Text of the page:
Should the good interpreter take any assignment offered to him or her?
February 11, 2013 § 24 Comments
I recently worked an event for the Tea Party of Iowa. It was my first experience working with this organization, and I found it interesting, challenging, and important for my professional development and resume. Many of you congratulated me when I posted about this assignment on my Twitter and Facebook accounts, but a smaller number told me not to take the assignment, they told me that they would never accept work from this organization, and a few were truly angry.
From the time I started my career I have always worked understanding that we are professionals and as such we should provide our services as long as we feel capable of doing the job and the pay is what we asked for. My answer to many of these colleagues was a second question. I asked them how they interpret in the courts for serial killers, rapists and child molesters. When we work as interpreters we are messengers between two parties. We let them borrow our voice and skill, not our beliefs.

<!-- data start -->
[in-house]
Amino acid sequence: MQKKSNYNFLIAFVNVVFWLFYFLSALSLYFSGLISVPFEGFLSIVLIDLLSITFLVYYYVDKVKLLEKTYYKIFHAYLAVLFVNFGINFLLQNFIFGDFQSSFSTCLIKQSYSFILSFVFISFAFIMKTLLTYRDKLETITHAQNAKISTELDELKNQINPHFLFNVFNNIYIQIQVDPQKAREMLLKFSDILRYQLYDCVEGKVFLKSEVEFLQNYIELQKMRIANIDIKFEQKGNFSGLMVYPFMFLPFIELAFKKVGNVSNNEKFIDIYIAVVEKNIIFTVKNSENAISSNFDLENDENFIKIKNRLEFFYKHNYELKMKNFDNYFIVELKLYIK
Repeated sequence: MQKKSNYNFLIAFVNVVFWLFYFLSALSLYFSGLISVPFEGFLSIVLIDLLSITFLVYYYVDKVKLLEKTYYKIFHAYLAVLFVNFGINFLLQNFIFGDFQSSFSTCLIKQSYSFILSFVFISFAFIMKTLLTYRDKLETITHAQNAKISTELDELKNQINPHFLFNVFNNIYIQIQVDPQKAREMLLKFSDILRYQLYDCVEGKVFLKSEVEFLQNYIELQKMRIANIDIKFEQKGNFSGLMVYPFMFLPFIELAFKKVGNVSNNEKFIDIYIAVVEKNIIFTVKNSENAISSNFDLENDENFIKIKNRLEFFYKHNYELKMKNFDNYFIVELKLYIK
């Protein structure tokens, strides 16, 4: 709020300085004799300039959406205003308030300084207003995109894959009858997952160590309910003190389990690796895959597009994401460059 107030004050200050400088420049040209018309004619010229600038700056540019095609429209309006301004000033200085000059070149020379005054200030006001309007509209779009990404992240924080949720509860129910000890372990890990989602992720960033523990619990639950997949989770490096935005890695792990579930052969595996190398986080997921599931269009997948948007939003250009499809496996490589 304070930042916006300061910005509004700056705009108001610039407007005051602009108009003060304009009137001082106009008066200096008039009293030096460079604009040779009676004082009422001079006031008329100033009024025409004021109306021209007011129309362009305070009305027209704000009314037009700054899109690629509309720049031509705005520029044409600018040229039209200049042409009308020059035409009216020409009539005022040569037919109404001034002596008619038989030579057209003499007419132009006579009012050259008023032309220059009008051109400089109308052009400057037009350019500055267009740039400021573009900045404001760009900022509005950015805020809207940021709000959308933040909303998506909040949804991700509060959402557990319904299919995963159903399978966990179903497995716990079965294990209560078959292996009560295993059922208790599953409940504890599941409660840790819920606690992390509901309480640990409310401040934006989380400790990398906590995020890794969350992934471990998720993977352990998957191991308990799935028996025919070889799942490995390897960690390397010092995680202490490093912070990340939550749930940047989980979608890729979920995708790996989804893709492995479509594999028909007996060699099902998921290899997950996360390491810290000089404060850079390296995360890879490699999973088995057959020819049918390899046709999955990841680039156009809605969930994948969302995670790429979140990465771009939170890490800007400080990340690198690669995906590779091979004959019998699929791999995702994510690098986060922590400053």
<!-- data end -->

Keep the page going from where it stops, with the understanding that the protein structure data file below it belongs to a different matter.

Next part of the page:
The other argument , and in my opinion a valid one, is that sometimes an interpreter cannot interpret a topic that he or she is uncomfortable with; thus some colleagues refuse to work in a court or a hospital setting. I find both positions valid. In the real world I have chosen to interpret any subject to any audience as long as I feel prepared to do it and the pay is good. For this reason I have interpreted death penalty trials, Pro-choice and Pro-life gatherings, NRA conventions, child molester trials, and political conventions.
I know many distinguished colleagues who systematically decline assignments that go against their political views or personal values and I respect that position. My question to you is: When offered an out of the ordinary assignment, do you have my attitude to take the job as long as it is interesting, you are capable of doing it, and the pay is good, or you take the position of our colleagues who pick and choose based on content?